The first key milestone contributing to emotional trauma within the perinatal loss experience was learning of the non-viable nature of the pregnancy. Whether due to miscarriage, stillbirth, or a diagnosis of a life-limiting fetal condition (LLFC), parents recounted feeling intense emotions, being in a state of shock, and feeling as if the world had collapsed around them [4,5,17,29]. Both mothers and fathers spoke of the trauma of miscarriage and stated being horrified, angry, and confused [21]. Despite both men and women experiencing emotional trauma at the diagnosis of miscarriage or an LLFC, men rarely received emotional support from health care professionals or members of their social circle [4,17]. According to Chaves et al. (2019) one man stated, “It was the third or fourth miscarriage before someone at the hospital even thought to ask if I was okay” (p. 670).
Receiving a diagnosis of a life-limiting fetal condition was also emotionally traumatic for parents [4,18]. Parents described being in a state of shock, being blind-sided by the news, and being pushed to make life-altering decisions immediately upon diagnosis. Parents desired to make a decision they could live with [4,5] and felt especially emotionally traumatized when pressured to decide to continue or terminate the pregnancy at the diagnostic appointment [4]. Interactions with health care professionals heavily influenced the intensity of parents’ emotional trauma [4,27]. The terminology used throughout the diagnosis was important to parents. Health care professionals whose interactions were described as cold and clinically detached negatively impacted parents’ emotional state [4]. Health care professionals who were supportive, guided parents through the decision-making process, and discussed the potential consequences of each decision positively influences parents’ overall experience [5,22].

Trauma of the Delivery and Birth

Both men and women described labor and birth as an acute phase of trauma within the perinatal loss experience [4,5,17]. Parents who described a traumatic birth experience also described persistent PTSD in the years following their loss [4]. Health care professionals played an important role in mitigating the emotional trauma of the birth experience [4,5,27]. Parents expressed wishes for a dedicated bereavement team, which they felt would have decreased the emotional trauma of their experience [5]. Health care professionals who facilitated memory making, showed kindness towards the deceased fetus or neonate, allowed unlimited visitors, and roomed parents away from expectant women and healthy neonates were described as extremely helpful [4,5,17].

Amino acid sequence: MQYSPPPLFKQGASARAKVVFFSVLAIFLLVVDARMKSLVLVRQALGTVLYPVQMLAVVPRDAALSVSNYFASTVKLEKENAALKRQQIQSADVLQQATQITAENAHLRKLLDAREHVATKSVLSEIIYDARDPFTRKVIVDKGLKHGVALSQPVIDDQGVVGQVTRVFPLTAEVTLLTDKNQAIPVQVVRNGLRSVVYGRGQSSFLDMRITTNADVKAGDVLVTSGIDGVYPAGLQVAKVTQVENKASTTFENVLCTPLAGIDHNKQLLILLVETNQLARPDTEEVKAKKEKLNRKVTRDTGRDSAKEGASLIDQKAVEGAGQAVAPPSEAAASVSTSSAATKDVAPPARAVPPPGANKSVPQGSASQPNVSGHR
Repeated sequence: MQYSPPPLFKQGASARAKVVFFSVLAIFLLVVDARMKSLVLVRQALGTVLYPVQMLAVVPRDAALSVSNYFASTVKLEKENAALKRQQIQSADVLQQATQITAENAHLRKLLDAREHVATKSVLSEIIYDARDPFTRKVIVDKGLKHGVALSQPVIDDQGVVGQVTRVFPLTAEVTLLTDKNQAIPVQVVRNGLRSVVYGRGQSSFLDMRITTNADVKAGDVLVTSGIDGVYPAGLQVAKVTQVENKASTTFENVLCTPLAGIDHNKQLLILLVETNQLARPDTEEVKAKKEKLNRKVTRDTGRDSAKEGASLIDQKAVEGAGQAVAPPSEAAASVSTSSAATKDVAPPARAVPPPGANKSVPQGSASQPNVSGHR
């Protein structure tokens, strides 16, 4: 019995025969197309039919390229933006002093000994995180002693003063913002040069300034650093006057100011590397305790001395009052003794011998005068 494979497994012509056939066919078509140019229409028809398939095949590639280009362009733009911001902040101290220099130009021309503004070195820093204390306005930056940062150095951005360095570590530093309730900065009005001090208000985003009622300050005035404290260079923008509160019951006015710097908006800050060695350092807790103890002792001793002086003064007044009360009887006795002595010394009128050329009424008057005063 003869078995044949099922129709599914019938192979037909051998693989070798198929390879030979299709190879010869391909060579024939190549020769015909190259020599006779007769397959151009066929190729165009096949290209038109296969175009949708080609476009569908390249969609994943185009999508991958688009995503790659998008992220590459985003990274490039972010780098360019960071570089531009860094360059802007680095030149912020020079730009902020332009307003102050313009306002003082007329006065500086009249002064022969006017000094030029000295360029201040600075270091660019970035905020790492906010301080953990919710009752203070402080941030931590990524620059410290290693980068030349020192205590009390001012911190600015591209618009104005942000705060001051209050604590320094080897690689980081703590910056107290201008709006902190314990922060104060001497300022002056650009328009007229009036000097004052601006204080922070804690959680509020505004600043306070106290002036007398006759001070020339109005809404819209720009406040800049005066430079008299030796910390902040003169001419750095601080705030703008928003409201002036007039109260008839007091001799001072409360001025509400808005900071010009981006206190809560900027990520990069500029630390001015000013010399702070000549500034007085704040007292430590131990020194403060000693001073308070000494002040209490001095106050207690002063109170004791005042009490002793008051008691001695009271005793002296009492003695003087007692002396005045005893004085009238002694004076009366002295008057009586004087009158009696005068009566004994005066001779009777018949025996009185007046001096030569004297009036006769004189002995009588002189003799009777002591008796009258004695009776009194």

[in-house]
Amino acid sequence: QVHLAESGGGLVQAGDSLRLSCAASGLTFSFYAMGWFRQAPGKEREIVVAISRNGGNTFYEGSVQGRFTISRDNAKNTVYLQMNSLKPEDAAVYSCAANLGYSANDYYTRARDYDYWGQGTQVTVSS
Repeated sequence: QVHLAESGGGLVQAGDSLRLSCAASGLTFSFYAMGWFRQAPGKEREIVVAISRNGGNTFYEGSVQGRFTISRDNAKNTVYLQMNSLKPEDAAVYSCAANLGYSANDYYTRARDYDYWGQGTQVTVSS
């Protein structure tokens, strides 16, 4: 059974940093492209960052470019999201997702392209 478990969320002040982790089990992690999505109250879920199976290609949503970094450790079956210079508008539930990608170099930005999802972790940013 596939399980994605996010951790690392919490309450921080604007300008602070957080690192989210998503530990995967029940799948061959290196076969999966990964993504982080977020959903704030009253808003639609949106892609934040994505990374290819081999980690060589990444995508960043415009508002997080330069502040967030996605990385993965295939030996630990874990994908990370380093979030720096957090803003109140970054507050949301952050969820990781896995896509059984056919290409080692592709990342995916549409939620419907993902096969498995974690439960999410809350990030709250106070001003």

Trauma of Interacting with Others

Fathers were expected to convey the news of perinatal loss to family, friends, and coworkers and described the task as a traumatic experience [4,5,17]. Reactions of those receiving the news also contributed to the emotional trauma. Fathers described receiving judgment or insensitive and hurtful comments from others [4,22]. Fathers also discussed the difficulty in being strong and comforting others as they shared the news as a time when they needed to be supported [4,5,17]. Many parents described relationships with friends and family as ending following insensitive or judgmental comments [4].
The trauma of interacting with others was further exacerbated by the expectations of society for parents to operate as if perinatal loss had not occurred [4,5]. Parents, particularly fathers, were expected to hide their grief and refrain from talking about their loss with others [4]. Parents’ social circles also expected parents’ grief to resolve with the completion of the pregnancy 4. Legal acknowledgment of the fetus or neonate via a birth certificate is issued based on gestational age at the time of loss. Miscarriages are often not legally recognized as the death of a “person”, which furthers the lack of social recognition of the loss [17]. The lack of social support which resulted in stigmatization, silence, and disenfranchised grief was found to be a predictor of PTSD [28].